Since the introduction of the CHIPs Act, over $200 billion in private investments have been announced by both U.S. and foreign-based companies—including Intel, Texas Instruments, Micron, Taiwan Semiconductor Company Manufacturing, Samsung, and GlobalFoundries. The projects focus on the construction of new manufacturing facilities (fabs) and the expansion of existing sites. Plans to establish new fabs in the U.S. are also attracting billions of dollars in investment for the chemicals and materials needed for chip fabrication, providing new revenue drivers for the materials sector.
Rewiring the clean energy supply chain
Clean energy will also play a vital role in national security as the U.S. looks to reduce its dependence on China for critical materials and technologies. The IRA offers unprecedented levels of support for companies that make solar panels, wind turbines, batteries, and other key technologies, as well as for companies that mine, process, and recycle “critical minerals” and materials for EV batteries. Renewable energy manufacturers can earn the IRA’s tax credits if they use components produced in the U.S. Since its passage in last August, companies have announced over $150 billion in utility-scale clean energy projects and factories, leading to 18,000 new manufacturing jobs.
The IRA also provides tax credits for consumers who purchase electric and fuel cell vehicles. However, to qualify for the full credit, the vehicle must meet new manufacturing standards requiring batteries and critical minerals to be at least partially sourced from the U.S. Starting in 2025, vehicles will not qualify if the battery’s minerals were extracted, processed, or recycled by a foreign entity of concern,” which includes Russia and China.Today, around 70% of the EV battery supply chain is dependent on China for the mining and refining of critical materials.The IRA includes tax credits for the domestic production of battery cells, battery packs, and 10% of the costs of mining or refining “critical minerals or producing electrode materials. It also provides funding for the construction of new manufacturing facilities. Along with the IRA, the Bipartisan Infrastructure Law (BIL) provides $7 billion to strengthen the battery supply chain.
Since the passage of the bills, more than $70 billion in manufacturing projects for clean energy components have been announced, primarily for EVs and batteries, as well as solar panels. South Korea accounts for one-third of the investments as the country seeks to profit from its expertise in battery manufacturing and surging demand for EVs in the U.S. By 2026, U.S. EV manufacturing facilities are expected to have an annual production capacity of around four million new passenger vehicles. The U.S. will also be able to produce enough batteries to supply over 11 million cars each year. Bloomberg estimates that EVs as a percentage of car sales will rise from 7.6% in 2022 to 28% by 2026, presenting a significant opportunity for companies that are part of the U.S. battery supply chain.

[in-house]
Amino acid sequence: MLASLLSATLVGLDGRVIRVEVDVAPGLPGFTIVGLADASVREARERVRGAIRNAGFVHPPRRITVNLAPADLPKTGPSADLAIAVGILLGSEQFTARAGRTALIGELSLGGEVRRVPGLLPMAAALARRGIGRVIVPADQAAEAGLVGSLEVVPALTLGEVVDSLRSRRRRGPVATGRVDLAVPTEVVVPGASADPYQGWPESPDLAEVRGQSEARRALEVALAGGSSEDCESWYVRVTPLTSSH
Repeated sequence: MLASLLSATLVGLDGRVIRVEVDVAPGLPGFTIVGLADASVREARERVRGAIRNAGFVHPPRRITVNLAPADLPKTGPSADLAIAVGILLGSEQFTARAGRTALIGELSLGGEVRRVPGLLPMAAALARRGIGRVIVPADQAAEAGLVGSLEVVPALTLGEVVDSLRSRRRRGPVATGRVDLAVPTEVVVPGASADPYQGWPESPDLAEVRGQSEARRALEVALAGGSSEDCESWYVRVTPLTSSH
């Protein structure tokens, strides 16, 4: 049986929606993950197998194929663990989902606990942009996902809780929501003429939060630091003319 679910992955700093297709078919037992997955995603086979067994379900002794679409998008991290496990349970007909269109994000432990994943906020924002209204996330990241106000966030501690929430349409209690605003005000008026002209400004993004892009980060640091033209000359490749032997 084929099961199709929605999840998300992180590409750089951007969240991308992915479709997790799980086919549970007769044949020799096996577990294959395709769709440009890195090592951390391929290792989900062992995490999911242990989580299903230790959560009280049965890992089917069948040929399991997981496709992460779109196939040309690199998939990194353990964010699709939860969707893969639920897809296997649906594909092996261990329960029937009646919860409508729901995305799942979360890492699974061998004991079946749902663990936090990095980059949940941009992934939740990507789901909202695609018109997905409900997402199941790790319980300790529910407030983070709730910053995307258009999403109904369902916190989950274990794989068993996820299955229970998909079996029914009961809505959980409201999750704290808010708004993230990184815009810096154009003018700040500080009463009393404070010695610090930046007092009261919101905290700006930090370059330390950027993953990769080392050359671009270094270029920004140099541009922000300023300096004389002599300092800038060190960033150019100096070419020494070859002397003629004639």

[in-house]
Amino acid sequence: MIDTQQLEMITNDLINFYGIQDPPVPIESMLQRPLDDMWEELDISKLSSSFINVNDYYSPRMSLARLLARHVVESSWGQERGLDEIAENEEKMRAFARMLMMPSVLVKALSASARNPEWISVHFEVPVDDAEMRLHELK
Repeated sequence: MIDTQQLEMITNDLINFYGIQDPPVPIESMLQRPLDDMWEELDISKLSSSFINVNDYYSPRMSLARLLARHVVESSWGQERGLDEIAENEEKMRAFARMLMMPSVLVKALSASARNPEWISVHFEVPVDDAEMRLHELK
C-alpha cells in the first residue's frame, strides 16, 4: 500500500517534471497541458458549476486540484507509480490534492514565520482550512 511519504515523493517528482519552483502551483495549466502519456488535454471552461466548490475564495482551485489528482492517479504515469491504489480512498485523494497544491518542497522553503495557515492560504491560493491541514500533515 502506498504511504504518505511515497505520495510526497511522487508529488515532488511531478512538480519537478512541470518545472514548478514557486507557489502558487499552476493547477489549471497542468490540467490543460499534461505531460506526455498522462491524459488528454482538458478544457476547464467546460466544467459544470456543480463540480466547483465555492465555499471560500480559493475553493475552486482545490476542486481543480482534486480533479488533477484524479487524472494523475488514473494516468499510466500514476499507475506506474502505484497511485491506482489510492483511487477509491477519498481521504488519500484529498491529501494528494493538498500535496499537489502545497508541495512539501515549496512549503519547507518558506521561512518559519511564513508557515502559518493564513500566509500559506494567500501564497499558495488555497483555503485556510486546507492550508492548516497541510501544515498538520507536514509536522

Supported by the IRA and CHIPS act, the U.S. has experienced a rush of construction spending for domestic manufacturing facilities, led by investments in computer, electronics, and electrical manufacturing. As of April 2023, the annual rate reached $190 billion versus $90 billion in June 2022, with manufacturing comprising around 13% of non-government construction. At the same, reshoring and foreign investment job announcements hit a new annual high of 364,000 in 2022, an increase of 53% from 2021 (Figure 1). 101,500 jobs were added in the first quarter of this year, led by electrical equipment for EVs. Based on current trends, reshoring and foreign investments could yield over 400,000 new manufacturing jobs this year.
New manufacturing job announcements hit an all-time high in 2022 Investments in EVs and semiconductors driving growth
Reshoring + Foreign Direct Investment New U.S. Manufacturing Jobs